China Is Infiltrating Kids’ Video Games With Propaganda and Spyware

China Is Infiltrating Kids’ Video Games With Propaganda and Spyware
People visit Tencent's booth at the World 5G Exhibition in Beijing on Nov. 22, 2019. The Chinese internet giant is complying with Chinese leader Xi Jinping’s edict to redistribute the wealth in China. It is the largest holding in BMO’s Chinese ESG-focused ETF. (Jason Lee/Reuters)
While many are rightfully concerned about the growing influence of video-based social media platform TikTok and the Chinese government’s ability to harvest incredible amounts of user data from it, China’s largest social media and video game studio, Tencent, has quietly been acquiring a commanding stake in the most popular video game companies around the world, and no one has seemed to notice.

From Riot Games’ flagship title Valorant to the popular Epic Games-produced Fortnite, Tencent and the Chinese Communist Party are inserting propaganda and influencing a generation of children around the world while their parents aren’t looking.

Last week, Tencent announced that it aims to acquire a greater stake in the French studio Ubisoft, which is behind popular titles such as Assassin’s Creed and Rainbow Six Siege.
In 2018, Tencent acquired 5 percent of the studio and subsequently began to exert its influence over the company. For example, in 2021, Ubisoft made visual changes to certain games so it could sell them in China. Changes included eliminating gambling symbolism and skulls from playable environments. The company was forced to roll back those changes, however, after players in North America and Europe promised never to play the game again if the changes remained.

While the China-friendly changes to some titles were reversed after fans expressed outrage, it is evident that game studios are increasingly worried about pleasing Tencent and the Chinese Communist Party. With this in mind, Tencent’s quest to become Ubisoft’s largest private shareholder should not be taken lightly.

During the coronavirus pandemic, Ubisoft released numerous history games and online experiences for children who were forced to learn at home. As many gamers have noted, titles such as Assassin’s Creed possess a remarkable amount of educational value with their accurate modeling of historic cities and monuments. And with the deteriorating quality of our education system, it should be no surprise that kids and parents are turning to video games to help aid in learning.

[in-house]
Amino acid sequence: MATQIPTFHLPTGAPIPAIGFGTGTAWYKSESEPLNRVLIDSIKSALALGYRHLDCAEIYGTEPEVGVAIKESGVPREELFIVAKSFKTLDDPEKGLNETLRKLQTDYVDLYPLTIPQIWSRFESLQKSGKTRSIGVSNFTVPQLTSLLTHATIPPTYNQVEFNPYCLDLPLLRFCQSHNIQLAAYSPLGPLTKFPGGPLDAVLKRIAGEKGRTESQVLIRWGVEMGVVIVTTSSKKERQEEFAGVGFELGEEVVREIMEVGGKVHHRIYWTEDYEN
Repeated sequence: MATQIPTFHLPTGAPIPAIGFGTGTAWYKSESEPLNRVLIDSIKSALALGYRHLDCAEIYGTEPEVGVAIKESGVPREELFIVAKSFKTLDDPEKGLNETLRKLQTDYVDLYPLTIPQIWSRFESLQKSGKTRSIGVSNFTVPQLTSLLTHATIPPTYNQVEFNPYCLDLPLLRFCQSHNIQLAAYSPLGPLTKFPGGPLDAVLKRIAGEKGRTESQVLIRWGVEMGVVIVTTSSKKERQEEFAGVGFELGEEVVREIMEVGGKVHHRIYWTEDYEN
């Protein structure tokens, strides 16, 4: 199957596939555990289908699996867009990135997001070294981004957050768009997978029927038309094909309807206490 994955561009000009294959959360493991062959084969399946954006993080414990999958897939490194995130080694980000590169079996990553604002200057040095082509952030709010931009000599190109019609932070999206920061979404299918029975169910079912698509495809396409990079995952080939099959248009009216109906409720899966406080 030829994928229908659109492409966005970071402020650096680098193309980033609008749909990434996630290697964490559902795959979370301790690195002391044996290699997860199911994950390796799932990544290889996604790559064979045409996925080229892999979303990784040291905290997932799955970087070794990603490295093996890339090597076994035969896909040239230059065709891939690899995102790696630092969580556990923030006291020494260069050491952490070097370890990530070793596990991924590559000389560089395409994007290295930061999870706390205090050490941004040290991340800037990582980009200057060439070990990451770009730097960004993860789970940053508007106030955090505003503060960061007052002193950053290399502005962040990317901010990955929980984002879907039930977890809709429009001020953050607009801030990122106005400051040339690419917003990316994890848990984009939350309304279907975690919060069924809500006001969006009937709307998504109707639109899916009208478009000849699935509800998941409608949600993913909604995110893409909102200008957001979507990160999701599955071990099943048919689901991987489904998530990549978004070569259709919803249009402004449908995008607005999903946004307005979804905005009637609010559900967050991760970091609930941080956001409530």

As Ubisoft continues to improve upon these history games and educational experiences, the ability of the Chinese Communist Party to influence and shape these foundational narratives presents a direct threat to kids around the world.

Concerns of weaponizing the narrative stories of video games into propaganda only scratch the surface of Tencent’s active campaign to conquer your home.

In 2020, the online community highlighted the spyware-like anti-cheat software used in Valorant. The so-called anti-cheat software would launch upon starting your computer—regardless of whether the user opened the game or not—and would monitor all user activity, logging which programs were used. This software broke from the industry standard and was viewed as intrusion into the user’s privacy.
While Riot Games quickly denied the allegations and changed the design of its software, many remained unconvinced. After all, this is the same company that hid a data breach of millions of accounts from its users. Even more alarming, in March of 2019, it was revealed that over 300 million user messages sent on Tencent platforms and games were stored on a database used by the Chinese Police.
Tencent has established itself as a critical tool of the Chinese Communist Party. The video game company has used its games to spy on Americans and used its digital content to propagandize our children. It has preyed upon the lack of technological literacy of parents across the country, placing their data privacy and their kids in direct jeopardy.
Tencent’s quiet rise to global digital dominance is one of the great threats facing American children online. From TikTok to Tencent and your child’s favorite video game, China is committed to influencing our kids and stealing our private data. It is critical that parents begin to take a more active role in curtailing what their kids are playing online.
Reprinted by permission from The Daily Signal, a publication of The Heritage Foundation.
Views expressed in this article are opinions of the author and do not necessarily reflect the views of The Epoch Times.
Jake Denton is a research associate in The Heritage Foundation's Tech Policy Center.
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